Securities and Exchange Commission Chair Gary Gensler said Tuesday he doesn’t see much long-term viability for cryptocurrencies, underscoring the importance of protecting investors in the market and bringing it under regulatory oversight.
Mr. Gensler likened the thousands of cryptocurrencies in existence to the so-called wildcat banking era that took hold in the U.S. from 1837 until 1863 in the absence of federal bank regulation. Before President Abraham Lincoln created the Office of the Comptroller of the Currency, banks issued their own currencies, which they sometimes refused to redeem for their purported value in gold or silver.
"I don’t think there’s long-term viability for five or six thousand private forms of money," Mr. Gensler said in a virtual event hosted by the Washington Post. "So in the meantime I think it’s worthwhile to have an investor-protection regime placed around this."
Mr. Gensler, who took office in April, previously taught a class on cryptocurrency at the Massachusetts Institute of Technology, raising hopes among some industry participants that he would be a friendly regulator. Instead, he has repeatedly likened the crypto market to the Wild West, and urged crypto trading and lending platforms to register with the SEC, saying they are likely offering unregistered securities in violation of federal law.
On Tuesday he took aim at stablecoins, a fast-growing segment of the crypto market that has attracted increased scrutiny from regulators in recent months. These tokens—including Tether, USD Coin and Binance USD—are pegged at a one-to-one ratio to the dollar and say they are backed by high-quality assets. They are used primarily to trade other cryptocurrencies.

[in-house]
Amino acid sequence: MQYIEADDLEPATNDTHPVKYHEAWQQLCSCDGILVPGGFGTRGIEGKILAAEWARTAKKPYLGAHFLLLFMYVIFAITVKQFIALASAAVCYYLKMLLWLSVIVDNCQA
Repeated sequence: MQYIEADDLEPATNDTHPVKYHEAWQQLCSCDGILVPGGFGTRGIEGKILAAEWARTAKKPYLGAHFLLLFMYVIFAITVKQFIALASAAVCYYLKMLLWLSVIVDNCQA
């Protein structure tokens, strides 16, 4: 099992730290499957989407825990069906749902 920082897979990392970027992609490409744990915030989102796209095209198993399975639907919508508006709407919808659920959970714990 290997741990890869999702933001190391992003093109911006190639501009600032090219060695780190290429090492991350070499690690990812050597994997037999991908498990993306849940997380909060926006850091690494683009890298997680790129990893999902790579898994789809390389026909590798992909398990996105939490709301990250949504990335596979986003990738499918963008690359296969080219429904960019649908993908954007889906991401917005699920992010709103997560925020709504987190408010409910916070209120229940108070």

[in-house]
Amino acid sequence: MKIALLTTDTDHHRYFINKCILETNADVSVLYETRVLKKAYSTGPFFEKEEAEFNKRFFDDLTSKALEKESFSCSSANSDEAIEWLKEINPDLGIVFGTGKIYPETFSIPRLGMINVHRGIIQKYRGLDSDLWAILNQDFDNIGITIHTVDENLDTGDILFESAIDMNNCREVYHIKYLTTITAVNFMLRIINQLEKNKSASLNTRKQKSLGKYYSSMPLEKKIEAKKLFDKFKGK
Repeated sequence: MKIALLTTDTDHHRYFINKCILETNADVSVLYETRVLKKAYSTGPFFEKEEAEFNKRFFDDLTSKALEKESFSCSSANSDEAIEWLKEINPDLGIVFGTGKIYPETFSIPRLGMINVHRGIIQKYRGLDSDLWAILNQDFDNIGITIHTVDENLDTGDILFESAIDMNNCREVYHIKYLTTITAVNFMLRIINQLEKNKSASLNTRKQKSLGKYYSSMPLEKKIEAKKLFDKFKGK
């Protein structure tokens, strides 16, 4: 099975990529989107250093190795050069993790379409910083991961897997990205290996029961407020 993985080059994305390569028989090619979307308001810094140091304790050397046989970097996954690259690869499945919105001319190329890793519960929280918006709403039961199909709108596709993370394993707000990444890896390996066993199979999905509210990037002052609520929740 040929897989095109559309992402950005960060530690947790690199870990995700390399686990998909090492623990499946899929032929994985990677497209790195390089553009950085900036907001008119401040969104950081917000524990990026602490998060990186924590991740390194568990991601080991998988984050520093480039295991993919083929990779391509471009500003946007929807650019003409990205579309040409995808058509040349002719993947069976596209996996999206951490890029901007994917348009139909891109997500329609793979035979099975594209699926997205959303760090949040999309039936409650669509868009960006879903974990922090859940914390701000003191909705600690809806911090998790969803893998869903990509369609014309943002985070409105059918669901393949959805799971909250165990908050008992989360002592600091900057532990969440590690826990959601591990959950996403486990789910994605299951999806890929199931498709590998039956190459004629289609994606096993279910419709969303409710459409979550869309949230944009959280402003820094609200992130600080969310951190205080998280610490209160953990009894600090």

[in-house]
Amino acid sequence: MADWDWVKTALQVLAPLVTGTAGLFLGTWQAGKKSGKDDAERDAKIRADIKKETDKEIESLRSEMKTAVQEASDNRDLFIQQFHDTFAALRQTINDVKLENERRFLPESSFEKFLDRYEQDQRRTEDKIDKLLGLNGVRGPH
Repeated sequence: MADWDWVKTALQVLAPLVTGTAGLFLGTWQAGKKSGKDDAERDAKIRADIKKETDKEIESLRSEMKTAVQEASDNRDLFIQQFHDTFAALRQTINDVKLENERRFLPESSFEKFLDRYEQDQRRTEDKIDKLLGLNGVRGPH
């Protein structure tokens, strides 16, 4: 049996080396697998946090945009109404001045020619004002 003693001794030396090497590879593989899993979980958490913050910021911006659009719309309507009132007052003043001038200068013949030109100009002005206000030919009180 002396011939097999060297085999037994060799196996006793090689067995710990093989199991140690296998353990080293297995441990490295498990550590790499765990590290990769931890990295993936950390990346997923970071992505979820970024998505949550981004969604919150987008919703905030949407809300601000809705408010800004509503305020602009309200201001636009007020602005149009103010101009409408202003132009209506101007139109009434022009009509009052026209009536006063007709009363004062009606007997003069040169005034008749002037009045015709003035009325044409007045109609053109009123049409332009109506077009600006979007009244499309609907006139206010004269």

"We’ve got a lot of casinos here in the Wild West, and the poker chip is these stablecoins at the casino gaming tables," Mr. Gensler said. He said stablecoins often have aspects of both SEC-regulated investment contracts and banking products but that federal bank regulators don’t have all the authorities they need to supervise them.
In separate remarks Tuesday, Acting Comptroller of the Currency Michael Hsu said Tuesday the crypto industry is on a path that resembles that of credit derivatives ahead of the 2008 financial crisis. He expressed doubt that cryptocurrency is achieving its goal of promoting financial inclusion and criticized crypto instruments that promise steady yields to investors for failing to explain how those returns are generated.
"I have seen one fool’s gold rush from up close in the lead-up to the 2008 financial crisis," Mr. Hsu said in remarks to the Blockchain Association, a crypto lobbying group. "It feels like we may be on the cusp of another with cryptocurrencies and decentralized finance."
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